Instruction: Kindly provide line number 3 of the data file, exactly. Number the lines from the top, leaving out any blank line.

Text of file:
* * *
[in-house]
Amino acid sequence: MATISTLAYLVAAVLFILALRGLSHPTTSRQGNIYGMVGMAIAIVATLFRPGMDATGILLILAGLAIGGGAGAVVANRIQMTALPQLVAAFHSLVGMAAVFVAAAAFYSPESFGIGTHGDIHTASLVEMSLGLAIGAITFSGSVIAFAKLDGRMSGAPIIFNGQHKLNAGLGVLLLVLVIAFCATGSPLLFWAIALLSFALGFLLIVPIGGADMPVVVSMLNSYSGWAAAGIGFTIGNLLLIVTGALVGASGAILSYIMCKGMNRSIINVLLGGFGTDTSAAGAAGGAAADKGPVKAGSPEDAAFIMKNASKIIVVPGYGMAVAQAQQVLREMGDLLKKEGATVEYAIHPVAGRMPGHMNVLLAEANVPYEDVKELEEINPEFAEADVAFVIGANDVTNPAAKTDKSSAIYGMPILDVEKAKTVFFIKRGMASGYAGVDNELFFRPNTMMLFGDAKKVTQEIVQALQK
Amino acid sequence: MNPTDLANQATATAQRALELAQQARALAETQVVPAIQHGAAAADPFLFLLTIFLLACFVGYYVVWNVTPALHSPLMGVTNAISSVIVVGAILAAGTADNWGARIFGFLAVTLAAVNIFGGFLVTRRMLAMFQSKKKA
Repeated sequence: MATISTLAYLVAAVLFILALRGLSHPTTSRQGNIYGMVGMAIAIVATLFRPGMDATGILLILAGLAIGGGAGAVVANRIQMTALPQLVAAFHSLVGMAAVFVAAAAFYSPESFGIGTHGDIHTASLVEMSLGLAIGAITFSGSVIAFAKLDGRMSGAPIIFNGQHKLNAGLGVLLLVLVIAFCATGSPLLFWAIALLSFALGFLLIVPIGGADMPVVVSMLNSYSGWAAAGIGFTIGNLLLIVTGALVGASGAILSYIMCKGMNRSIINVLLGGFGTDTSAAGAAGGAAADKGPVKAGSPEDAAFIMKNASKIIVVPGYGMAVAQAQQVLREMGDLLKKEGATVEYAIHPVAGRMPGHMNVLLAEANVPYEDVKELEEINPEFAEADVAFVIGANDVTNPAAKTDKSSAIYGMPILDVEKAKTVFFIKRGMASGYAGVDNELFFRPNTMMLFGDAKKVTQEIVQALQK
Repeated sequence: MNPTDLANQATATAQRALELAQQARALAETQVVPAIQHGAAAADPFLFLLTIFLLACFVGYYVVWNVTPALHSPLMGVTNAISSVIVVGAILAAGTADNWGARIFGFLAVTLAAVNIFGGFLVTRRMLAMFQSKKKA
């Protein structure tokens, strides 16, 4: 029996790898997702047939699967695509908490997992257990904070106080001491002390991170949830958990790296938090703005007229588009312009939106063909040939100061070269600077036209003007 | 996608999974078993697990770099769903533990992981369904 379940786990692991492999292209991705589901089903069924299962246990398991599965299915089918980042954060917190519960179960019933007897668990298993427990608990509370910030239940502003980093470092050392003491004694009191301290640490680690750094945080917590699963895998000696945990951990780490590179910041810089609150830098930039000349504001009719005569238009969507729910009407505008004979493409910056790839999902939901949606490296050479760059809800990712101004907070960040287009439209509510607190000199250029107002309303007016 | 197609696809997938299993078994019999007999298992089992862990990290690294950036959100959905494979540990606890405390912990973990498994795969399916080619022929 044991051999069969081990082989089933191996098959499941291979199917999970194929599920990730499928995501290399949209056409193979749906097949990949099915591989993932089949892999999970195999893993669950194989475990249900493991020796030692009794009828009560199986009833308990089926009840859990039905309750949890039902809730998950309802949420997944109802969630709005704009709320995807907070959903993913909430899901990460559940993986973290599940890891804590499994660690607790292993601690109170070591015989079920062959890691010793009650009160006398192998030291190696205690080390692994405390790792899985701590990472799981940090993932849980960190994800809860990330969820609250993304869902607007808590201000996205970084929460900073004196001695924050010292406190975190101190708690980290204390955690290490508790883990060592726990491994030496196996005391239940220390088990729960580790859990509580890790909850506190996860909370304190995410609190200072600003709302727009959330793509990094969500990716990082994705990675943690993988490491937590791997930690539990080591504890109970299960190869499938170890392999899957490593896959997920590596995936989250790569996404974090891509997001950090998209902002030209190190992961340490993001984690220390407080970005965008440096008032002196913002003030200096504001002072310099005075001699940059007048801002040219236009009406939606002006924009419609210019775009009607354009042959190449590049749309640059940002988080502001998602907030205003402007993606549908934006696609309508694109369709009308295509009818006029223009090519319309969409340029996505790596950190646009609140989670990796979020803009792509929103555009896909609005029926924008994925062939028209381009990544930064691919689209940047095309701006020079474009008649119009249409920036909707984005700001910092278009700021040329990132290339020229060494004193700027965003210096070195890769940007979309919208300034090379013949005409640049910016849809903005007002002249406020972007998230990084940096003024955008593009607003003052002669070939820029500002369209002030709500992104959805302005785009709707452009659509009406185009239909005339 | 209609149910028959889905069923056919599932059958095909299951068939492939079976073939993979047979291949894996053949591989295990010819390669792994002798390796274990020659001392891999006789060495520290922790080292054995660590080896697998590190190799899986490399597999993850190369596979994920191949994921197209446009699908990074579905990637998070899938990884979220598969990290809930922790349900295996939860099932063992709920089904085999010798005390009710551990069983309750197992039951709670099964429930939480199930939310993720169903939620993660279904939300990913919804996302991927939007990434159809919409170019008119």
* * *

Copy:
Amino acid sequence: MNPTDLANQATATAQRALELAQQARALAETQVVPAIQHGAAAADPFLFLLTIFLLACFVGYYVVWNVTPALHSPLMGVTNAISSVIVVGAILAAGTADNWGARIFGFLAVTLAAVNIFGGFLVTRRMLAMFQSKKKA